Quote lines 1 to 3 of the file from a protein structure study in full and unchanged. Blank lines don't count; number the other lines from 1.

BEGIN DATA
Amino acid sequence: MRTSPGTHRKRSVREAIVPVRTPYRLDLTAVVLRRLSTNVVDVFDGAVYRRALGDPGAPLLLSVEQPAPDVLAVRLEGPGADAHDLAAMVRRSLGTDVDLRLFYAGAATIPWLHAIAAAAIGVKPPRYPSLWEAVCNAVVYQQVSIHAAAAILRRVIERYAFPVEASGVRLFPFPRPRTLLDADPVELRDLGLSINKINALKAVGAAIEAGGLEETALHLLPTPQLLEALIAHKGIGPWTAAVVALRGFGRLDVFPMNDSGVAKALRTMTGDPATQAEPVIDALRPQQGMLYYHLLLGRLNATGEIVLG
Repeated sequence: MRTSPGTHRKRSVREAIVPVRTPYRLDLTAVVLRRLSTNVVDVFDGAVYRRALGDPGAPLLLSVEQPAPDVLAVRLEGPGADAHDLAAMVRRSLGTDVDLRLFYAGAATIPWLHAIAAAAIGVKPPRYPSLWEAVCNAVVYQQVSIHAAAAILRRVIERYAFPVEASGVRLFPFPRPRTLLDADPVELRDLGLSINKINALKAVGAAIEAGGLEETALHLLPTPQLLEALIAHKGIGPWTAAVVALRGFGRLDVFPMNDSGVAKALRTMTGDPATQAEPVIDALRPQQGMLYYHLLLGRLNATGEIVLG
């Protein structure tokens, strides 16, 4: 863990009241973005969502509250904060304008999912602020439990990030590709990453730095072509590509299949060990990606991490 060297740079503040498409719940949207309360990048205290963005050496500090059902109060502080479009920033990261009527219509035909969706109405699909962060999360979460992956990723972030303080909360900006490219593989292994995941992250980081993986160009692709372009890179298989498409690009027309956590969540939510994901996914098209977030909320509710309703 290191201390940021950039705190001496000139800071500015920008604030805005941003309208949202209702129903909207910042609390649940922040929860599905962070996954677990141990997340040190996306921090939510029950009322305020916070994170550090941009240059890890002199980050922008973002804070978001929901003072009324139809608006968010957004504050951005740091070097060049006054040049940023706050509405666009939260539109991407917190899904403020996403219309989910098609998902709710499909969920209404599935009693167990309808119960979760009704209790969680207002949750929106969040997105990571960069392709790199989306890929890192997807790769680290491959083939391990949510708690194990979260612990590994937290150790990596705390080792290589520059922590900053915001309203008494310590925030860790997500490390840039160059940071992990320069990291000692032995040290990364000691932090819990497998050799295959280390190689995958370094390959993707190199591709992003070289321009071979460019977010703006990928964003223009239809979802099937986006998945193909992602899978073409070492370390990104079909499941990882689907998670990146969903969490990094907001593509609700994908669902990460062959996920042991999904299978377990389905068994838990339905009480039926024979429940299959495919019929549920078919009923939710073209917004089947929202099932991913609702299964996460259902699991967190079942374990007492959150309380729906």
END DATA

Amino acid sequence: MRTSPGTHRKRSVREAIVPVRTPYRLDLTAVVLRRLSTNVVDVFDGAVYRRALGDPGAPLLLSVEQPAPDVLAVRLEGPGADAHDLAAMVRRSLGTDVDLRLFYAGAATIPWLHAIAAAAIGVKPPRYPSLWEAVCNAVVYQQVSIHAAAAILRRVIERYAFPVEASGVRLFPFPRPRTLLDADPVELRDLGLSINKINALKAVGAAIEAGGLEETALHLLPTPQLLEALIAHKGIGPWTAAVVALRGFGRLDVFPMNDSGVAKALRTMTGDPATQAEPVIDALRPQQGMLYYHLLLGRLNATGEIVLG
Repeated sequence: MRTSPGTHRKRSVREAIVPVRTPYRLDLTAVVLRRLSTNVVDVFDGAVYRRALGDPGAPLLLSVEQPAPDVLAVRLEGPGADAHDLAAMVRRSLGTDVDLRLFYAGAATIPWLHAIAAAAIGVKPPRYPSLWEAVCNAVVYQQVSIHAAAAILRRVIERYAFPVEASGVRLFPFPRPRTLLDADPVELRDLGLSINKINALKAVGAAIEAGGLEETALHLLPTPQLLEALIAHKGIGPWTAAVVALRGFGRLDVFPMNDSGVAKALRTMTGDPATQAEPVIDALRPQQGMLYYHLLLGRLNATGEIVLG
């Protein structure tokens, strides 16, 4: 863990009241973005969502509250904060304008999912602020439990990030590709990453730095072509590509299949060990990606991490 060297740079503040498409719940949207309360990048205290963005050496500090059902109060502080479009920033990261009527219509035909969706109405699909962060999360979460992956990723972030303080909360900006490219593989292994995941992250980081993986160009692709372009890179298989498409690009027309956590969540939510994901996914098209977030909320509710309703 290191201390940021950039705190001496000139800071500015920008604030805005941003309208949202209702129903909207910042609390649940922040929860599905962070996954677990141990997340040190996306921090939510029950009322305020916070994170550090941009240059890890002199980050922008973002804070978001929901003072009324139809608006968010957004504050951005740091070097060049006054040049940023706050509405666009939260539109991407917190899904403020996403219309989910098609998902709710499909969920209404599935009693167990309808119960979760009704209790969680207002949750929106969040997105990571960069392709790199989306890929890192997807790769680290491959083939391990949510708690194990979260612990590994937290150790990596705390080792290589520059922590900053915001309203008494310590925030860790997500490390840039160059940071992990320069990291000692032995040290990364000691932090819990497998050799295959280390190689995958370094390959993707190199591709992003070289321009071979460019977010703006990928964003223009239809979802099937986006998945193909992602899978073409070492370390990104079909499941990882689907998670990146969903969490990094907001593509609700994908669902990460062959996920042991999904299978377990389905068994838990339905009480039926024979429940299959495919019929549920078919009923939710073209917004089947929202099932991913609702299964996460259902699991967190079942374990007492959150309380729906």